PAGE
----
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April 2013 Vol. 20. No. 5 Focus on Getting to Graduation

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Paying attention to 9th graders

Graduation rates keep climbing, but many students still founder in the first year of high school.

By by Dale Mezzacappa
Photo: Harvey Finkle

Freshmen (from left) Jimik Ligon, Nychelle Hamiel, and Tyreek Bookard confer between classes at Mastery-Gratz High School. The students said that they appreciate the personal attention they get in the school’s self-contained 9th-grade academy. “They give us a lot of opportunities,” said Hamiel, who is in the honors program.

Philadelphia’s graduation rate continues to improve, yet only about two-thirds of students who start 9th grade in public schools get a diploma four years later. 

As the Notebook does its eighth annual edition focusing on the city’s dropout crisis, this is both encouraging and sobering news.

Encouraging because the gains are slow and steady, which makes it more likely that they are real, said Ruth Curran Neild, lead author of Unfulfilled Promise, the 2006 report that first offered hard data and highlighted the depth of the problem in Philadelphia.

But sobering because there are entrenched issues that the city’s educational leaders have yet to conquer. One of those is 9th grade, still where most dropouts run aground.

Stories in this issue illustrate this problem. District high school principals talk about difficulties they face. We visit an alternative school where those who fell behind are trying to catch up, and two turnaround charter high schools that rely heavily on strict discipline and “meeting kids where they are.” Often, that means on a 4th-grade reading level.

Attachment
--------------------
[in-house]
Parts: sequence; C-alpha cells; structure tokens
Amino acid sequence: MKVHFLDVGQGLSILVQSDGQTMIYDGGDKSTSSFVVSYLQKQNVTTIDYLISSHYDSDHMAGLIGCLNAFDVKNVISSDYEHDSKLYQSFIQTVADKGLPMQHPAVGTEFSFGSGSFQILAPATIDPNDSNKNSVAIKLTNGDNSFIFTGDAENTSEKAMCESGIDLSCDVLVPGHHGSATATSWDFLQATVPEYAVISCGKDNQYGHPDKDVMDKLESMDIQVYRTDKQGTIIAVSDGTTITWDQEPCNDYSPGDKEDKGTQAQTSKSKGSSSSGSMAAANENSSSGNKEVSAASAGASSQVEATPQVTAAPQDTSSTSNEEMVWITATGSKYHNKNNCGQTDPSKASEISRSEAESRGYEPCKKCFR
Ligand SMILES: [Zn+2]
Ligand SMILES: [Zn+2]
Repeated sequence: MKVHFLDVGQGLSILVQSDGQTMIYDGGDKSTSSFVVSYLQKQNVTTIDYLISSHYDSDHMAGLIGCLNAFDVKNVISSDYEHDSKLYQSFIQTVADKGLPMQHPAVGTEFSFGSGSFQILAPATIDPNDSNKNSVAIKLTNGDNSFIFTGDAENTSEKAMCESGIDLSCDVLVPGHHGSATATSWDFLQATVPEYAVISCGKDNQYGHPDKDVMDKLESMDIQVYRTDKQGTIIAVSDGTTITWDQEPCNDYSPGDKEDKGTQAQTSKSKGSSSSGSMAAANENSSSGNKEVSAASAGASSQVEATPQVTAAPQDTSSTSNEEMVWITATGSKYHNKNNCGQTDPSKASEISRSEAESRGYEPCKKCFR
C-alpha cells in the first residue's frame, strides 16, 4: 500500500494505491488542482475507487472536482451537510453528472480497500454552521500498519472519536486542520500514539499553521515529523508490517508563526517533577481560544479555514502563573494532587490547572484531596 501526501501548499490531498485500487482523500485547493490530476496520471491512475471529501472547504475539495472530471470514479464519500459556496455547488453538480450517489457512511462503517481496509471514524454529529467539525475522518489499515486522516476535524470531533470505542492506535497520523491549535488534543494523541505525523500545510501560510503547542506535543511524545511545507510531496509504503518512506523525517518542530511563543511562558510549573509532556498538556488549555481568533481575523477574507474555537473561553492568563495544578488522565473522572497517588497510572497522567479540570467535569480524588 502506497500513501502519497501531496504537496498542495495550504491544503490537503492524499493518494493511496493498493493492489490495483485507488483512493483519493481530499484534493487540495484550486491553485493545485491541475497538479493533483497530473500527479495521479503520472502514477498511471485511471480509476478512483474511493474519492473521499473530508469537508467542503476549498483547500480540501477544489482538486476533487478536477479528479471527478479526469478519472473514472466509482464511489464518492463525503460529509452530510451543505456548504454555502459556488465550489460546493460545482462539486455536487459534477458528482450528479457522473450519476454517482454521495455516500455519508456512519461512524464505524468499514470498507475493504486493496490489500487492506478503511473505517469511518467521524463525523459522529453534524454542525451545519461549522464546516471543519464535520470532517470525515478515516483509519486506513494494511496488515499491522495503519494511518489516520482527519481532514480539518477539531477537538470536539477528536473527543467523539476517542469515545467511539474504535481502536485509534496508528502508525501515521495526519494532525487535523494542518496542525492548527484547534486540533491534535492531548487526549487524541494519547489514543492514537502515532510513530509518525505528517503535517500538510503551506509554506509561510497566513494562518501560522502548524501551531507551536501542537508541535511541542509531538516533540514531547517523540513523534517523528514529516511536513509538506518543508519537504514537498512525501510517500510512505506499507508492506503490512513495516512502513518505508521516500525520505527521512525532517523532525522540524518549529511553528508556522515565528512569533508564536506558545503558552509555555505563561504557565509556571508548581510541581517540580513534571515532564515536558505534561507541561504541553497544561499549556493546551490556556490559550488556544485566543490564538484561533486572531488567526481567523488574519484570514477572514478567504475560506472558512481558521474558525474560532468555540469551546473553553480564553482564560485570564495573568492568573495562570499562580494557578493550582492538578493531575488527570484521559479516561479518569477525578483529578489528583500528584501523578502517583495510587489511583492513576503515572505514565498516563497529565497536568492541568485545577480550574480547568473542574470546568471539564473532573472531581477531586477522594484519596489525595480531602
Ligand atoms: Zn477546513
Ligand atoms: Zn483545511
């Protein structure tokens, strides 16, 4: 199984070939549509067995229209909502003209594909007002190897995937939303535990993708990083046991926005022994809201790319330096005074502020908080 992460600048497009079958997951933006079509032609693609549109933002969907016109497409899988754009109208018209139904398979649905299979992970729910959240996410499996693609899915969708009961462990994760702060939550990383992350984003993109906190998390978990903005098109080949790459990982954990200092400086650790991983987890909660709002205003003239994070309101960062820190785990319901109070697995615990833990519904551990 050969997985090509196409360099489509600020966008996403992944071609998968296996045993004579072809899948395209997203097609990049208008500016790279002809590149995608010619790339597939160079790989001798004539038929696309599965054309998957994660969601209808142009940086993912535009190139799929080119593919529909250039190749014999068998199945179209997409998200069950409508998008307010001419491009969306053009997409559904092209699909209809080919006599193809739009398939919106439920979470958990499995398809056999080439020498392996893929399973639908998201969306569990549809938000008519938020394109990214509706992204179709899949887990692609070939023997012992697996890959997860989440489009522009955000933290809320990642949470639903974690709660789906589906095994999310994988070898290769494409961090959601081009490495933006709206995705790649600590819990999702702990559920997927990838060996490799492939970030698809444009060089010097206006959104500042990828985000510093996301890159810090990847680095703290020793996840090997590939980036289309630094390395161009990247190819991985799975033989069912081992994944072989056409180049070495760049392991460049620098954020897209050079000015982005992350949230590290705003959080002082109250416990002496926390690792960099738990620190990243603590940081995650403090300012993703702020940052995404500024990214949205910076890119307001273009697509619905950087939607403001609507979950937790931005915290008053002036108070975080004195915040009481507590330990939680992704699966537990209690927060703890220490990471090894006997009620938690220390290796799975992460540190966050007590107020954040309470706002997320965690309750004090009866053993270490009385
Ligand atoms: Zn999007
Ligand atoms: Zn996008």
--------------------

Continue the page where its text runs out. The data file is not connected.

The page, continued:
Students report obstacles to successfully completing 9th grade such as bullying and fights, but also a constant churn of teachers and the inability to get academic help when they need it. 

Ninth graders need more adults per student, the most expert teachers, and an array of social services, Neild said. But in the traditional high school, that rarely happens. 

“It’s expensive,” said Neild, now with the research arm of the U.S. Department of Education. Philadelphia, she said, has been adept at piloting promising programs but then letting them wither.

And with stricter academic requirements imminent – Keystone subject-matter exams soon required for graduation and the Common Core standards that will ratchet up instruction – finding the money and the will to help students in high-poverty neighborhoods will become even more important.

Project U-Turn is funding a rigorous follow-up study to Unfulfilled Promise, investigating what accounts for the increase in graduation rates – providing more detail on which schools and student subgroups are driving the improvement – and also tracking students’ post-secondary outcomes. The report is expected in early 2014. 

Comments (4)

Submitted by Barbara Bloom (not verified) on March 28, 2013 11:45 am
In the mid-90s I was privileged to volunteer with AMY-Northwest where Holly Perry was principal. The school offered smaller class size and an excellent learning environment to 6th through 8th graders and prepared them so well that their students continuing on to high school had the highest rate of completion of 9th grade. (The district did not, to the best of my knowledge, do anything with this data.)
Submitted by Anonymous (not verified) on March 29, 2013 2:33 pm
Sub-title to edition: FOUNDER or FLOUNDER-was this a proof reading error?
Submitted by Anonymous (not verified) on April 3, 2013 8:49 am
not first... it should be flounder, not founder. Poor form being on the front page sub-title. Better luck next time.
Submitted by Carol (not verified) on June 9, 2014 4:21 am
This year there weren't so many drop outs in 9th grade and they seem to really enjoy school. All those programs made last year have good results that we can see right now.

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